Python Set union() Method

Returns a set with items from all the specified sets

Usage

The union() method returns a new set containing all items from all the specified sets, with no duplicates.

You can specify as many sets as you want, just separate each set with a comma.

If you want to modify the original set instead of returning a new one, use update() method.

Syntax

set.union(set1,set2…)

Python set union() method parameters
ParameterConditionDescription
set1, set2…OptionalA comma-separated list of one or more sets to merge with.

Basic Example

Example: Perform union of two sets

A = {'red', 'green', 'blue'}
B = {'yellow', 'red', 'orange'}

print(A.union(B))

Output:

{'blue', 'green', 'yellow', 'orange', 'red'}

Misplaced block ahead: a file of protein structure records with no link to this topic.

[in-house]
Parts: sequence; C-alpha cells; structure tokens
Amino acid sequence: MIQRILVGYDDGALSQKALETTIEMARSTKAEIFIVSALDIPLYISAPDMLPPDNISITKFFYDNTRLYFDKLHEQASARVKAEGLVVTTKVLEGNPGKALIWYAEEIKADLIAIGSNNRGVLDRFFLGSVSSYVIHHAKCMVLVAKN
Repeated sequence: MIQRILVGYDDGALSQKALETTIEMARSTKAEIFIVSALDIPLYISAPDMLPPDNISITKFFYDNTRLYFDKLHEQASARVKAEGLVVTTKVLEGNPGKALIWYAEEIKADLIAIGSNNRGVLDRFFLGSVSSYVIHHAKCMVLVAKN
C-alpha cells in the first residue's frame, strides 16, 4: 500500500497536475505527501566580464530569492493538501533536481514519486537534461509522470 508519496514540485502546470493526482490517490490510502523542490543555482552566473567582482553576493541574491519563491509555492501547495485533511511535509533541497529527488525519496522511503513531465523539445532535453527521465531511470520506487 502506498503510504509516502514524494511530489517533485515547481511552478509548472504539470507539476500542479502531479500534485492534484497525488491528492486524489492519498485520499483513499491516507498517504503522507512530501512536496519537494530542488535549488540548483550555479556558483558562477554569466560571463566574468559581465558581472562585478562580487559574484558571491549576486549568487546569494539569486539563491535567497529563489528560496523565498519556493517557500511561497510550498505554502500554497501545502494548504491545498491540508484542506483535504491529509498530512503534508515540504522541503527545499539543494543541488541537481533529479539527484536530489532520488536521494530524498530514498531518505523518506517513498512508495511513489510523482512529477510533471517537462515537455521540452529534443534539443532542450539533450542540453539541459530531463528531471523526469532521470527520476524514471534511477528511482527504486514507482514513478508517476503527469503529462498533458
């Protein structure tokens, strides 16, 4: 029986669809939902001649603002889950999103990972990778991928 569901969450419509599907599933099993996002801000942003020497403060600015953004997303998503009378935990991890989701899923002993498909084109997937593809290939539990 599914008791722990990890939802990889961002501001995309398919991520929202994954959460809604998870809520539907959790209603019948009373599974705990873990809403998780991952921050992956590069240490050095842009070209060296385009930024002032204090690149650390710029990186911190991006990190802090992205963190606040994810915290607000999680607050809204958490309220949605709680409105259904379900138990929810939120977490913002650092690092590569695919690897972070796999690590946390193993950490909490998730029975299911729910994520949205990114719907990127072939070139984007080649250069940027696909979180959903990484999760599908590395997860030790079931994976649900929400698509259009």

Venn Diagram:

Set union

Equivalent Operator |

Set union can be performed with the | operator as well.

Example:

A = {'red', 'green', 'blue'}
B = {'yellow', 'red', 'orange'}

# by method
print(A.union(B))

# by operator
print(A | B)

Output:

{'blue', 'green', 'yellow', 'orange', 'red'}

Union of Multiple Sets

Multiple sets can be specified with either the operator or the method.

Example:

A = {'red', 'green', 'blue'}
B = {'yellow', 'orange', 'red'}
C = {'blue', 'red', 'black'}

# by method
print(A.union(B,C))

# by operator
print(A | B | C)

Output:

{'blue', 'green', 'yellow', 'orange', 'black', 'red'}